Amber Music, born six years ago in London's SoHo as a music and sound design studio, quickly became known in advertising for its diverse, risk-taking work. With assignments from clients like Nike, BMW and Bell Atlantic, Curran's thirteen London-based composers cover many musical styles, from orchestral and jazz to electronica and hip-hop. Three years ago, she brought her passion for music across the pond, opening Amber/New York, where her American-based team of four maintains a similar push-the-envelope attitude in their work, and life. "I like to push people over their boundaries," says Curran, lighting a Marlboro Ultra Light between two cherry red fingernails. "If a writer has only done orchestral work, I might assign him a pop composition job, or vice versa. A challenge is good for people. It makes them a bit braver in trying new things."
"We are not afraid to take chances," says Bill Chesley, Amber/New York's ace sound designer, who won a Clio this year for Guinness' `Train' spot. He recently finished a project for Storerunner.com which involved hacking away at watermelons with a hammer -- he's got the Polaroids to prove it -- in an attempt to capture the sound of a golf ball bouncing off someone's head. "I might go out there a little bit farther than people might feel comfortable with, but because I work for Amber, I have that license."
`A bit farther' was all right with Mike Boris, VP-executive music producer at Bates USA, when he needed a musical score to match the high energy visuals of a Lady Foot Locker commercial -- hard-playing women athletes shooting hoops, pumping iron, dripping with sweat. Ten music companies sent demos, but "Amber just nailed it," says Boris of the raw hard-rocking female voices covering Helen Reddy's `I Am Woman' on the final spot.
The daughter of a ballerina and herself a trained dancer, Curran has always had music pulsing through her petite frame. She was head of promotions at both Island and London Records, then switched to music production, working at Logorhythm Music and the Real Music Co. before going solo with Amber. As a jazzy-reggae beat fills the spacious sun-drenched loft, Curran, who refuses to reveal her age -- "I'm over 21 but under 50" -- explains her belief that music is what makes a commercial believable. "People aren't stupid about music, so you really need to make it as close to the real thing as possible."
In a spot for Fanta called "Strobe," sound designer Bill Chesley and composer Mike Pandolfo do just that. The commercial is set in a loud techno nightclub, complete with too-cool-teens jumping around to the noise -- `music' is too gracious a term. The repetitive bass and indecipherable electronic melody perfectly capture the rave scene. "If you are making a commercial for a youth product and it has music that no kid in his right mind would listen to, they're not going to listen," says Curran. "But if you make it really groovy, the music makes them believe that the product is hip."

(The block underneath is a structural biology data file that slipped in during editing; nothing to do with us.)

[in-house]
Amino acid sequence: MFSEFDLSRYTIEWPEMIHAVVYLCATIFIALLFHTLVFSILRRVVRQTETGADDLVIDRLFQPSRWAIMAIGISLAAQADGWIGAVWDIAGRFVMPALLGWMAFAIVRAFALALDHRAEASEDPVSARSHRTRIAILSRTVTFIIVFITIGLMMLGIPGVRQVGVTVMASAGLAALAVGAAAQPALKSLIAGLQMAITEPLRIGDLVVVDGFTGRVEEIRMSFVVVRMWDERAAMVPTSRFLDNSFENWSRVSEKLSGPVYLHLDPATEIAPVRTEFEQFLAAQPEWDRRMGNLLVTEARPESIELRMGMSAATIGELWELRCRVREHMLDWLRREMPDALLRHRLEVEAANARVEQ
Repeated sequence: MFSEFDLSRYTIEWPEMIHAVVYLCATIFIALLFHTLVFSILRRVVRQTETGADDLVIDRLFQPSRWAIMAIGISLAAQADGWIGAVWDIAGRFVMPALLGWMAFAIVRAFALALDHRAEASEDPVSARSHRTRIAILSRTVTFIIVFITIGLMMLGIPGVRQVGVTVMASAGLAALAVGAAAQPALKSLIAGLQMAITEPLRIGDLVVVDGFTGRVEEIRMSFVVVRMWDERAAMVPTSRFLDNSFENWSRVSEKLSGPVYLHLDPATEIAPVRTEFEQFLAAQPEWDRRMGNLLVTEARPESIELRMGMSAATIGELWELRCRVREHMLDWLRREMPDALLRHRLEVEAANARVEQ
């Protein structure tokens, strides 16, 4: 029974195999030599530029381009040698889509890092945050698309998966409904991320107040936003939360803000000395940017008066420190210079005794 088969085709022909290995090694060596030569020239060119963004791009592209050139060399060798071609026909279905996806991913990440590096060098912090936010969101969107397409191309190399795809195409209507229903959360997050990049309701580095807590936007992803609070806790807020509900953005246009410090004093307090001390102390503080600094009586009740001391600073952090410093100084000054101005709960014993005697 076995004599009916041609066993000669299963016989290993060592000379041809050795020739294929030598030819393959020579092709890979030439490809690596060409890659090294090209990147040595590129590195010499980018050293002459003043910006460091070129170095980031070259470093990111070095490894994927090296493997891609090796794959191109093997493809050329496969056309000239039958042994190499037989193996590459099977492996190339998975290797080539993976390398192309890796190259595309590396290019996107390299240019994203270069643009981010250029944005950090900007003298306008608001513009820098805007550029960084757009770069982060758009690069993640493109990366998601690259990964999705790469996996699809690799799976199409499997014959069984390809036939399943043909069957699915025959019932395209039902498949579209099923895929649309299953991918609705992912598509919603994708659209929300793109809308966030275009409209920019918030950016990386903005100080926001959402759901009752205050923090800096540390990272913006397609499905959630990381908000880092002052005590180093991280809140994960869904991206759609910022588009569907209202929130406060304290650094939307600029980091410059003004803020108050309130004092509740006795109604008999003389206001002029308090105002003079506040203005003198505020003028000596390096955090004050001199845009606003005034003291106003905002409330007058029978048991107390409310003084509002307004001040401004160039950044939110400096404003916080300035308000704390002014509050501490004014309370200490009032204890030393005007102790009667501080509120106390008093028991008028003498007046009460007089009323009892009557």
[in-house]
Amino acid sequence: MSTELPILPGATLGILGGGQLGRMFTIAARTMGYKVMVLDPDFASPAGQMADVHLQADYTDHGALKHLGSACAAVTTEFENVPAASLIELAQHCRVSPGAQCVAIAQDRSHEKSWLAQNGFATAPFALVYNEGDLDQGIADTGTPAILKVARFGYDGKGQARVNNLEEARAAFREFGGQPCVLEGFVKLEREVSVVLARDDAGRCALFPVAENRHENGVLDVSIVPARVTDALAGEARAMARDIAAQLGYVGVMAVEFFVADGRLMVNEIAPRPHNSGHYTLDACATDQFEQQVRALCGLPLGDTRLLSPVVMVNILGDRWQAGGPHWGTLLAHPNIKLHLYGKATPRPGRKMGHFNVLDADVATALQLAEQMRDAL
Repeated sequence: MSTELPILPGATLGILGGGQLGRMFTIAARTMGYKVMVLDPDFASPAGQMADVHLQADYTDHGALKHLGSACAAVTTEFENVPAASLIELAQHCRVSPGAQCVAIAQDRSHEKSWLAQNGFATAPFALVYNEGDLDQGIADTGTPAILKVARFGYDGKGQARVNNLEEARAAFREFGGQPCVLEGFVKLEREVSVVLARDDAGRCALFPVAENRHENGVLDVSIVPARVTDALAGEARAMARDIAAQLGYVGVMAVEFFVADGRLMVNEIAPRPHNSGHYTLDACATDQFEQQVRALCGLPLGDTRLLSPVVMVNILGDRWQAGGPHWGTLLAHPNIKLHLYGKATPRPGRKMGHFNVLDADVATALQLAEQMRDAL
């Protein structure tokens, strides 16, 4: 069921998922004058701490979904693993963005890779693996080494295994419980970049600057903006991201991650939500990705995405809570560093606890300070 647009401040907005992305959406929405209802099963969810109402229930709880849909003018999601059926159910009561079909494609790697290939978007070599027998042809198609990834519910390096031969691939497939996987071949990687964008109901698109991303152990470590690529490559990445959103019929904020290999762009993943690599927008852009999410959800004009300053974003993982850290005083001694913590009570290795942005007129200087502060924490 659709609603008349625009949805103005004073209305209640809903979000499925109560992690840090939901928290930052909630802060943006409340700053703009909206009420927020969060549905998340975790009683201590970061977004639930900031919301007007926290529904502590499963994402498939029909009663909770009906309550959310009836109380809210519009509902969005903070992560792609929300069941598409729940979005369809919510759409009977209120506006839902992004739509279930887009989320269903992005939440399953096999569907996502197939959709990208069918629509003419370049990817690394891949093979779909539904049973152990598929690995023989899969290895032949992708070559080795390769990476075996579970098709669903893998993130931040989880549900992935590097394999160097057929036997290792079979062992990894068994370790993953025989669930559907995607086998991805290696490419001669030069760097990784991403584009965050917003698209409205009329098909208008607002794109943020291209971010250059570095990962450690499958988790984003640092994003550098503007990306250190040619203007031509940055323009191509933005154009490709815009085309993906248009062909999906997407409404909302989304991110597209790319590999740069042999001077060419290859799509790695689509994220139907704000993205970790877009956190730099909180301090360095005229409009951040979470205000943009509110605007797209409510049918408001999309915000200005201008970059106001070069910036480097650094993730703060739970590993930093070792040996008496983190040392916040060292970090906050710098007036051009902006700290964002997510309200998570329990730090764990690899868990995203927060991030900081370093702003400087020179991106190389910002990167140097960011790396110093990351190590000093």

There is no masking Curran's British influence on the American-based crew. "I'm starting to drink tea at four. It's terrible!" jokes Bill Chesley. But the influence is felt even beyond teatime. Like many European creative shops, Amber has a collaborative work environment in which composers with different backgrounds pair up to create new distinctive sounds. That's what drew Clio-winning orchestral composer Robert Miller, undeniably the most un-European addition, to the group.
"Clients who come to Amber are not working with `a music company,' they are working with personal voices and individuals," says Miller, who will officially join Amber on January 1st. After four years with Sacred Noise, the self-proclaimed "American composer posterboy" needed a change. "Advertising is very business-oriented, so you are always hoping to maintain a little bit of a renegade spirit," says Miller. "Amber is a very artistic, unique, personable, idiosyncratic place, with very colorful people. For someone who wants to stay creative and fresh, that's very attractive."
The rectangular ring on Curran's right hand, a large orange-yellow stone set in silver, catches the light from the rough-cut crystal chandelier above. "I wear at least one piece of amber at all times," she says, holding out her hand. "When I was at Real Music, they were making my life miserable, and my marriage was going through a rough period. I got badly stressed out and my acupuncturist told me: `Buy yourself a piece of amber, carry it with you, make sure nobody else touches it, look after it and it will protect you.' So I did. As soon as everything finally started going right in my life, it disappeared. But I called the company Amber, so it would look after us and protects us."
It seems to be working.